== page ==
Travel season is kicking into high gear. If you have any significant trips planned, especially international trips, have you also considered travel insurance? If you don’t think it is important or necessary, you might want to think again, especially if you are in the “retirement age” category.
“The most important thing to have covered is health insurance,” says Charlie Leocha, president and co-founder of Travelers United, a consumer advocacy group based in the D.C. area. “I use GeoBlue and purchase an annual plan. It costs about $260 or so.” Leocha has been guest speaker at Delmarva Travel Club meetings and his website is chock full of helpful information.
Annette Stellhorn, founder, and president of Accent on Travel in Rehoboth, has some thoughts on the topic. Accent on Travel is a big supporter of community events in the Rehoboth/Lewes corridor. The company has won numerous awards and has an extensive network.
“My best advice is to cover all nonrefundable portions for cancellations due to medical, and medical care while traveling abroad”, she says. Her company offers non-age-related pricing with an app to find doctors and hospitals while traveling and to file claims for immediate refund, bilingual assistance for traveling abroad, and other coverage including emergency evac to your own home hospital.
That’s just for starters though. Whether you opt to work with a travel agent or go it alone, there is a plethora of insurance policies on the market that cover a wide range of travel related scenarios including lost or damaged luggage, trip cancellations either by the vendor of you and cruise specific policies.
Some websites are aggregate sites that compare prices and help travelers determine what is needed. For example, FORBES recently compiled a list of 53 insurance companies that offer a wide range of benefits to make it easier to compare costs and benefits. U.S. News and World Report has its own list. The Points Guy is a website that covers all sorts of issues related to travel including insurance comparisons but also ratings for credit cards usage, special deals, how to maximize use of points and more. Other options include sites called Squaremouth and InsureMyTrip. The latter lays out graphically the types pf coverage available so it is very easy to navigate.
Regarding of the resource, typically travelers are required to put in their departure and return date, the destination and age. You also will need to provide the cost of your trip. With that information in place, travelers are provided a list of options.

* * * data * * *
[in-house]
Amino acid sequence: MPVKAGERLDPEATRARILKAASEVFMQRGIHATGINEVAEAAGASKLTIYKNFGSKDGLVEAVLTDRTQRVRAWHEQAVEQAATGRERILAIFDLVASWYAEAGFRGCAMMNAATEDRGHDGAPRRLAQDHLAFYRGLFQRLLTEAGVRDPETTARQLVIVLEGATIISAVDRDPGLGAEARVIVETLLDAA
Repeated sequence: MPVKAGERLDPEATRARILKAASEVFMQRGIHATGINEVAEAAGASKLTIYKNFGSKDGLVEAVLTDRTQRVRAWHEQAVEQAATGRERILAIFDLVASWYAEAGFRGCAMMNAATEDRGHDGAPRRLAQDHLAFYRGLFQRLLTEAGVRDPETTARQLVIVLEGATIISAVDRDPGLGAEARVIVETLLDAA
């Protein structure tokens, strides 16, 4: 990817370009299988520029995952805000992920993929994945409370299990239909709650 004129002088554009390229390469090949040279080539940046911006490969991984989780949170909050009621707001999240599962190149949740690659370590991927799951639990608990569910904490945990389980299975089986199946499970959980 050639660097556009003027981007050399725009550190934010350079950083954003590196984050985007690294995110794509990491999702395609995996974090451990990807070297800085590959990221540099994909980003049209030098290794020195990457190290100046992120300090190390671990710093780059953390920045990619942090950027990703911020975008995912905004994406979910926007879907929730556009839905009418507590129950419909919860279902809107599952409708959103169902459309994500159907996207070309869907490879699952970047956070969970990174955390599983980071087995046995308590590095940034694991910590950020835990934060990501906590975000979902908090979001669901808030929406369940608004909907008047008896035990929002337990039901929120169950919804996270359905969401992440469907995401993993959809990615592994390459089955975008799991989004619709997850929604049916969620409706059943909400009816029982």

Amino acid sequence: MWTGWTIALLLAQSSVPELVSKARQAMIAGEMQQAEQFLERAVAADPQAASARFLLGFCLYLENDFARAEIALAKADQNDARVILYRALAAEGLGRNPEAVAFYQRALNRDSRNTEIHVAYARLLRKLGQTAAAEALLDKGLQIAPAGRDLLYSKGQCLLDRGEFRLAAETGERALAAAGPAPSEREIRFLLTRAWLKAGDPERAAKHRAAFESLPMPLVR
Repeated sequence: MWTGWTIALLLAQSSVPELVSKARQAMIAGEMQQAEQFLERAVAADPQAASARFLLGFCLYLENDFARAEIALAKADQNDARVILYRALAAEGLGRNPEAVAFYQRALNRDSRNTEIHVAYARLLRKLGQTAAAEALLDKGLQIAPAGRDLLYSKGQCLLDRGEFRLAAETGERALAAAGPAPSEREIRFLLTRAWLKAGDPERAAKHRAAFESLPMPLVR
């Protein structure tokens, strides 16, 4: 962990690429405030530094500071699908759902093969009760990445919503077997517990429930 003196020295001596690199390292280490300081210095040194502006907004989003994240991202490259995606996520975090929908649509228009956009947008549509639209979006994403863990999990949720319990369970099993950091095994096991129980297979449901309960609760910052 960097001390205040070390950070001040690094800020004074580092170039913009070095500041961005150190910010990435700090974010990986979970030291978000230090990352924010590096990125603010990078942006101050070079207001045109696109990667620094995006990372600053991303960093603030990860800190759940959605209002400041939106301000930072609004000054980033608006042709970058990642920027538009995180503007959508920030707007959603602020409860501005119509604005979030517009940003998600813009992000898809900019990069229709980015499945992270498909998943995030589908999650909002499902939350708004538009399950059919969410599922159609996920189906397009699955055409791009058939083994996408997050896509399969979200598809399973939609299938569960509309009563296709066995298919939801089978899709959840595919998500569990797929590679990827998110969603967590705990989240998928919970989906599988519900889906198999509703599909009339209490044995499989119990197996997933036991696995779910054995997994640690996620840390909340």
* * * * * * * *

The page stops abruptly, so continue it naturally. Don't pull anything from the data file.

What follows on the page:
The most flexible insurance is Cancel for Any Reason (CFAR). Typically, it must be purchased within a specific time of the trip purchase, and it is generally an add on to regular travel insurance. The web site Nerdwallet offers a list of what it considered the best CFAR policies. It factors in several criteria including types of coverage, amount of coverage, total cost, usability, and customizability. The site also compared an assortment of policies other than CFAR including credit card analysis.
Insurance selection is just one of several components to figuring out the details of a trip. Another is knowing what type of credit card covers primary or secondary coverage for a rental car in case of an accident as well as benefits of using the card for purchases. The website Upgraded Points attempts to de-mystify this web.
By Mary Jo Tarallo, Guest Journalist
Mary Jo Tarallo spent much of her career in public relations with various non-profits and spent 40 years involved with the ski industry as a journalist, public relations director for a national trade association and as executive director of the Learn to Ski and Snowboard initiative. Prior to her ski industry involvement she worked for the Maryland International Center in Baltimore and United Way of Central Maryland. She won a Gold Award for TV programming for a United Way simulcast that starred Oprah Winfrey. She has been cited for her work by numerous organizations. Mary Jo grew up in Baltimore, attended the University of Maryland.